These pre-Chicago recordings of Fritz Reiner with the Pittsburghers is a reminder of his greatness as a conductor. It also restores to the catalog his recordings of some composers he wasn't closely identified with. Shostakovitch, for example, wasn't a regular on Reiner's studio schedule, but should have been, for this Sixth bristles with sardonic wit and energy. The Kodaly Dances, of course, were right up Reiner's alley, and get a smashing performance. The shorter works too, are first class, especially the Bart243;k Hungarian Sketches and another Reiner calling card, Kabalevsky's Colas Breugnon Overture. Weiner's string Divertimento is charming, but the real prize may be Glinka's Kamarinskaya, given a peformance that shimmers and glistens with delicacy and life. Sony's restoration of the 1945-1947 recordings is faultless.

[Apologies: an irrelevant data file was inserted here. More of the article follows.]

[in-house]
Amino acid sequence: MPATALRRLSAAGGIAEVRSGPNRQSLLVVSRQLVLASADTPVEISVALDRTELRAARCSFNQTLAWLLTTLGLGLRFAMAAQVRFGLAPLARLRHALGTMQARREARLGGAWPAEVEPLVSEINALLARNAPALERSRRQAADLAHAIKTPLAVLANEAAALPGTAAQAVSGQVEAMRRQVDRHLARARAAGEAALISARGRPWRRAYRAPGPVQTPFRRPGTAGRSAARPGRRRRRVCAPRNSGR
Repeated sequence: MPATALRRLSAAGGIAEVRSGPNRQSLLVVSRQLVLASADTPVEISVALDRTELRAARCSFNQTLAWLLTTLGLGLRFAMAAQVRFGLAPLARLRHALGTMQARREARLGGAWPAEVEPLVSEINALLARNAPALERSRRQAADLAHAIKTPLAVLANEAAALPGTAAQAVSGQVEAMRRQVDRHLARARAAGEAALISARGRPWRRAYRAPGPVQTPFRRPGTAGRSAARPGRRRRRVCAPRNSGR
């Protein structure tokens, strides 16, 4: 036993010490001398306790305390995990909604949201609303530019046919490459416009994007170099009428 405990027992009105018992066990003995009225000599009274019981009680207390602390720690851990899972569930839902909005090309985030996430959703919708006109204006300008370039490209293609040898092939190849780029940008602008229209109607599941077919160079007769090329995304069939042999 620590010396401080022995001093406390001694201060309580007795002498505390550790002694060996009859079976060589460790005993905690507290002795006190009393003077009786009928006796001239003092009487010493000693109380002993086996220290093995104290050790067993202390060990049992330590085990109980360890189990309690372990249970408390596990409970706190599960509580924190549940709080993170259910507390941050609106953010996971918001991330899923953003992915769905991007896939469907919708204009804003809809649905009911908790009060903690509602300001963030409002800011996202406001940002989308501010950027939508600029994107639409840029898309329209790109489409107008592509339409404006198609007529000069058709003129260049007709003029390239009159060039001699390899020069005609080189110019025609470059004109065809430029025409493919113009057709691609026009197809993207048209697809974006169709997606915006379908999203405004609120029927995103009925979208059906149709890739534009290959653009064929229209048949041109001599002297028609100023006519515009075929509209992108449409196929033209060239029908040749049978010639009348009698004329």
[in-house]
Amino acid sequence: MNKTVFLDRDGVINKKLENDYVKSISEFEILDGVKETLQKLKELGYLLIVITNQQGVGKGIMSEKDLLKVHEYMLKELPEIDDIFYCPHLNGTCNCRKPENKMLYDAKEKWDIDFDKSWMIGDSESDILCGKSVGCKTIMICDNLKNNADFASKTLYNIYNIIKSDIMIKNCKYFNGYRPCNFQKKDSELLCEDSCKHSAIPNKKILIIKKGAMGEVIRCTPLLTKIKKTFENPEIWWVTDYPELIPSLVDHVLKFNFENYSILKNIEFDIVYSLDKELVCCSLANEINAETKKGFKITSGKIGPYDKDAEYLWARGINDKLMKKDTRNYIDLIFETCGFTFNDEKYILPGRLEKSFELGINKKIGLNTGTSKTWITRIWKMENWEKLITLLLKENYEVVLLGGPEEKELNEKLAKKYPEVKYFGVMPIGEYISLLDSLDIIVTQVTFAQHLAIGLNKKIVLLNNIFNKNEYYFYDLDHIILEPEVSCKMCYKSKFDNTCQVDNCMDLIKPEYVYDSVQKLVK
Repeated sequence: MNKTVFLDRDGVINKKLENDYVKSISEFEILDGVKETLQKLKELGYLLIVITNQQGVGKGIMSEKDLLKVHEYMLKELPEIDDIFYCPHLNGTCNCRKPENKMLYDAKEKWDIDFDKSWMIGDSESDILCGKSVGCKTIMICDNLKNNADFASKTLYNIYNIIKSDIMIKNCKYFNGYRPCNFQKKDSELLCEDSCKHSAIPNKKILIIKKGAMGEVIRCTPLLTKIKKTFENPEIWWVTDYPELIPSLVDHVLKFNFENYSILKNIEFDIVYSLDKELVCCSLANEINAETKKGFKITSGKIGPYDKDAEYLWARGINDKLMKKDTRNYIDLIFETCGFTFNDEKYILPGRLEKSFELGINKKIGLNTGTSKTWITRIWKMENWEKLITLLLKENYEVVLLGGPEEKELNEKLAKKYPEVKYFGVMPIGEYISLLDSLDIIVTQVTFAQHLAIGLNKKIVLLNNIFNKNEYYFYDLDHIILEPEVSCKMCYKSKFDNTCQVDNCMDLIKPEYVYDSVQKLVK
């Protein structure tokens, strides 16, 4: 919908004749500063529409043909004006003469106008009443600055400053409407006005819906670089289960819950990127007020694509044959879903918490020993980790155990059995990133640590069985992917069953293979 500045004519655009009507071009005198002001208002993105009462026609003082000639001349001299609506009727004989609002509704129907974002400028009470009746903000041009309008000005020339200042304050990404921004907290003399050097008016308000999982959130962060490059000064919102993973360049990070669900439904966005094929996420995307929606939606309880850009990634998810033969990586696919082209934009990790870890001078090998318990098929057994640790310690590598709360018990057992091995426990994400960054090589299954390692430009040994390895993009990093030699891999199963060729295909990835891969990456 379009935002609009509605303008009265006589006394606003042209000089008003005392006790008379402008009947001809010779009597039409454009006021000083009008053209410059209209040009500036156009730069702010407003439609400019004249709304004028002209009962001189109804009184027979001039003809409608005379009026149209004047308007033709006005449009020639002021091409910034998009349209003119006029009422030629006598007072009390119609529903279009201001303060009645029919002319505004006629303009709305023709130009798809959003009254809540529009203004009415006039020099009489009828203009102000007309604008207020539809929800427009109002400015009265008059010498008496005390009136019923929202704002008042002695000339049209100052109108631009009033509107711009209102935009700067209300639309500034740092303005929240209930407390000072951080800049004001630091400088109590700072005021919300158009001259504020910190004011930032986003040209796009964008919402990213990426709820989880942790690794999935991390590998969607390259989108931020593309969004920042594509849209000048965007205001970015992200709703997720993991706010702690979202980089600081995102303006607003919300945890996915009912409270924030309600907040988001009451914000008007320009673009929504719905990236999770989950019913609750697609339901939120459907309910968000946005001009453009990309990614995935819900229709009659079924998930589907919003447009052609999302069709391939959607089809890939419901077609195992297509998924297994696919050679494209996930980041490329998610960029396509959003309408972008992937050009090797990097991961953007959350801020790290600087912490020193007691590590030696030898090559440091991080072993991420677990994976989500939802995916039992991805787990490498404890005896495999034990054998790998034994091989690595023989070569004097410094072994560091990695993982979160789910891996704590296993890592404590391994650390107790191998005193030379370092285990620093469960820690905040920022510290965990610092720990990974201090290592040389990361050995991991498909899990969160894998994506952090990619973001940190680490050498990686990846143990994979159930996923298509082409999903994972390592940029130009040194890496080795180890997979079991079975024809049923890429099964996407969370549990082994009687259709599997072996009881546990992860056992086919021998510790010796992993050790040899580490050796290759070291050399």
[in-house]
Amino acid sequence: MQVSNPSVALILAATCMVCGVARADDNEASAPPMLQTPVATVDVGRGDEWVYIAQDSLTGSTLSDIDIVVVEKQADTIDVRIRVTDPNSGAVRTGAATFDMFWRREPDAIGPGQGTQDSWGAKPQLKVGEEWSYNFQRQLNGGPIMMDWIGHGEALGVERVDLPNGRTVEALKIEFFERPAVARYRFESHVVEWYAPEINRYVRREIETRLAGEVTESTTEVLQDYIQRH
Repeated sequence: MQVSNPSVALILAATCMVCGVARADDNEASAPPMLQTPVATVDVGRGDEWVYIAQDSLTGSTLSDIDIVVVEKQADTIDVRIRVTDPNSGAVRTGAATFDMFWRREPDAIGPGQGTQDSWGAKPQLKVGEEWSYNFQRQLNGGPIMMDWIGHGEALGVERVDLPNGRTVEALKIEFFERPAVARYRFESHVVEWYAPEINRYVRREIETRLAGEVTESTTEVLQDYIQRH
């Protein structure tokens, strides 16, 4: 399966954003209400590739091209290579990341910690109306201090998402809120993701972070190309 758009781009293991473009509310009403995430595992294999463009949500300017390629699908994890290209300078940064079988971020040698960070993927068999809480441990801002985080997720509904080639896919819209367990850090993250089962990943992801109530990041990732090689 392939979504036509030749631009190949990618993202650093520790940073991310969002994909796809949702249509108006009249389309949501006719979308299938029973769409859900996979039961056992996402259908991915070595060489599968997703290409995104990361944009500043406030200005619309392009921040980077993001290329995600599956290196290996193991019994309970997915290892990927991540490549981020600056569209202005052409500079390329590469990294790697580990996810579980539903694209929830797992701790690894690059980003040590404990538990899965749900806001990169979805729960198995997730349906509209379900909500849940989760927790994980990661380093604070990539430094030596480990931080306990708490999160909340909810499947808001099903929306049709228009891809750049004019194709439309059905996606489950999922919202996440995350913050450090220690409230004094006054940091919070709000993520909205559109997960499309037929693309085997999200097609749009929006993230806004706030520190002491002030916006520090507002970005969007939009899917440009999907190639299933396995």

One of Fritz Wunderlich’s (1930–1966) most fascinating qualities was his incredible range of musical skills. He was probably Germany’s greatest tenor who could perform virtually anything in the repertoire for high male voice – from Schlager music to arias from J. S. Bach's Passions; from Mozart to music of the 20th century; from the greatest tenor hits of all times to unknown gems. His musicality and his seriousness as an artist turned everything he sang into something extraordinary.
Fritz Reiner was one of the foremost conductors of his time. Crowning his long career in Europe and America was the decade from 1954 to 1963 as music director of the Chicago Symphony Orchestra – an illustrious partnership that ranks along such other historical tenures as Karajan’s in Berlin, Szell’s in Cleveland and Bernstein’s in New York.